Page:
New Tokenized Targets for PYLON Query Filters

Ed Stenson | 23rd March 2016

In this blog I'm going to look at tokenized targets in query filters. If you're new to the PYLON platform take a look at our PYLON 101 and Get Started guides.

PYLON offers two types of CSDL filter:

  • interaction filters
  • query filters

An interaction filter takes data from Facebook, filters it, and records the result to an index. For instance, you might write an interaction filter to sift through Facebook topic data looking for stories relating to the automotive sector.

A query filter is optional. It takes data from the index, filters it, and PYLON then allows you to perform analysis on the result. For example, if you want to use the automotive index to discover the age breakdown of people talking about Tesla vehicles you would create a query filter that excludes all the stories and engagements that relate to other brands and then perform your analysis query on the remaining interactions, which all focus on Tesla.

What's new?

To date only a handful of targets have been tokenized for query filters but the latest release brings many more. Here's the full list:

Tokenized targets bring out the full power of the contains operator. For example, suppose the URL of a news story is:

This filter, which uses the contains operator, will match the URL:

links.url contains ""

Without tokenization you could only match against the entire argument (in this case the entire URL) so you would have written the filter like this:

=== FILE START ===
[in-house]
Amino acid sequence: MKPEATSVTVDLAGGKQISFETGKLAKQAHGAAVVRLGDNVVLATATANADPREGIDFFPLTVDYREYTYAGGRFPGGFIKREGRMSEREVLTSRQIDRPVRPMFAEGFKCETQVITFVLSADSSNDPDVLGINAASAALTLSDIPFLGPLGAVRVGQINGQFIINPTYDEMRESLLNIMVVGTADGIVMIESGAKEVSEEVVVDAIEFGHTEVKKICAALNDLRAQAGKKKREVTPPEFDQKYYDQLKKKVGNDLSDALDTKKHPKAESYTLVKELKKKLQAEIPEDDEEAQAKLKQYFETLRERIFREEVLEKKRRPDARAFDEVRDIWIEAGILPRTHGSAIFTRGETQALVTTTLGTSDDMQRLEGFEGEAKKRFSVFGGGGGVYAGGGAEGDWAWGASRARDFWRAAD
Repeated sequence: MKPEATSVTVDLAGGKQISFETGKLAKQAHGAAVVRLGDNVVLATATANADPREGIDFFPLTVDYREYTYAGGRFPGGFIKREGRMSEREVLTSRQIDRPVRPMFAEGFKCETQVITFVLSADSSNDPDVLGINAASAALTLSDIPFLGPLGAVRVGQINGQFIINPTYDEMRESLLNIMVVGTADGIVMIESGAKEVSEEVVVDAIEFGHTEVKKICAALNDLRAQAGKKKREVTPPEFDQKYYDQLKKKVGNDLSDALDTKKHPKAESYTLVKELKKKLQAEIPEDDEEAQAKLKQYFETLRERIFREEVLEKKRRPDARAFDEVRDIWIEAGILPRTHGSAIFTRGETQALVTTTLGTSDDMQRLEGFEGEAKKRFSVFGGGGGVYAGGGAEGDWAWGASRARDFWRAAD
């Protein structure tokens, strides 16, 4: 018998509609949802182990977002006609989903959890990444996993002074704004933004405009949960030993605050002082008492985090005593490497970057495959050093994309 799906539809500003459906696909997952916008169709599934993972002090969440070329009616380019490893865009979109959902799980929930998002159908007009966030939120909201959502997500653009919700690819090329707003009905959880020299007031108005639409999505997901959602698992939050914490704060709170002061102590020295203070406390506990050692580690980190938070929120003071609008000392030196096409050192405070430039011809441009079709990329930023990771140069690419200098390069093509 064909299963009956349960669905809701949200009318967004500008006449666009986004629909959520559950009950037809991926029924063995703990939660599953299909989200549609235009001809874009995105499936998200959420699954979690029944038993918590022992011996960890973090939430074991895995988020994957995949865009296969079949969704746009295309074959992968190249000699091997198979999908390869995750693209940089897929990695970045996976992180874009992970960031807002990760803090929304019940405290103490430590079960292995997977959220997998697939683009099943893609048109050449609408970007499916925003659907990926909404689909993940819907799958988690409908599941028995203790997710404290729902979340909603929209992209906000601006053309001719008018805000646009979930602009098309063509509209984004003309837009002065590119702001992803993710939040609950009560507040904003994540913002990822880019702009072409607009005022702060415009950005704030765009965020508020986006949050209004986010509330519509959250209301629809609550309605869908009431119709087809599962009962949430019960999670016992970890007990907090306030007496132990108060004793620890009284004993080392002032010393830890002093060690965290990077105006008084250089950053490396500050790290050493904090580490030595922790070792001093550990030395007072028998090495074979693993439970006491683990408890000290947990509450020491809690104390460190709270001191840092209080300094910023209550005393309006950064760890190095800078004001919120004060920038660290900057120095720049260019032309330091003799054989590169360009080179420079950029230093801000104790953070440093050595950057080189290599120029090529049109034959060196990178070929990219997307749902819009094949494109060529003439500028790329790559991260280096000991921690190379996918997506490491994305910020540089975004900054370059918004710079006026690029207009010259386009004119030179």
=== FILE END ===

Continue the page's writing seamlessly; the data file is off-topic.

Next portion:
links.url == ""

Using tokenization in query filters

A few days ago I wrote an interaction filter to record data to an index about links to content at The Independent:

links.url contains ""

So far I've recorded more than 1.2 million interactions. It's reasonable to assume that these interactions include links that include all the sections of the site. Suppose I want to study reader demographics. Some of the main areas at The Independent are:

Title Path
News /
Voices /voices
Culture /arts-entertainment
Lifestyle /life-style
Tech /life-style/gadgets-and-tech
Sport /sport

We can use a query filter to filter our index further, selecting just stories in the sport section for example, and then feed those interactions into an analysis query to generate an age-gender breakdown for visitors to that section of the site. Then we can repeat the process for each of the other sections to generate independent age-gender breakdowns for each of those.

The combined query filter and analysis query for the sport section might look like this:

curl -X POST 
    -d ' { "filter": "links.url contains \"\"", "id": "1f42c40be4446f63aa0c5008ab7f700e", "parameters": { "analysis_type": "freqDist", "parameters": { "threshold": 2, "target": "" }, "child": { "analysis_type": "freqDist", "parameters": { "threshold": 9, "target": "" } } }, "start": "1447675740" } ' 
    -H 'Authorization: id:api_key' 
    -H "Content-type: application/json"

The query filter 'lives' in the "filter" parameter in the JSON and the analysis query 'lives' in the "parameters" object.

When I tested the call to /pylon/analyze on my own data, the age/gender breakdowns for unique authors in the Voices and Lifestyle sections of the site looked like this:

One conclusion you might draw here is that millenials of either gender publish more links to the Lifestyle section of the site than the Voices section.



  • The interaction filter filled our index with data about visitors to the site regardless of the section they visited.
  • The query filter allowed us to focus in one any section and exclude the ones we didn't immediately want to study.
  • The analysis query allowed us to generate an age-gender breakdown.

The query filter and analysis query 'live' in a single call to the /pylon/analyze endpoint. We need to hit that endpoint multiple times to analyze each of the site's sections in turn.

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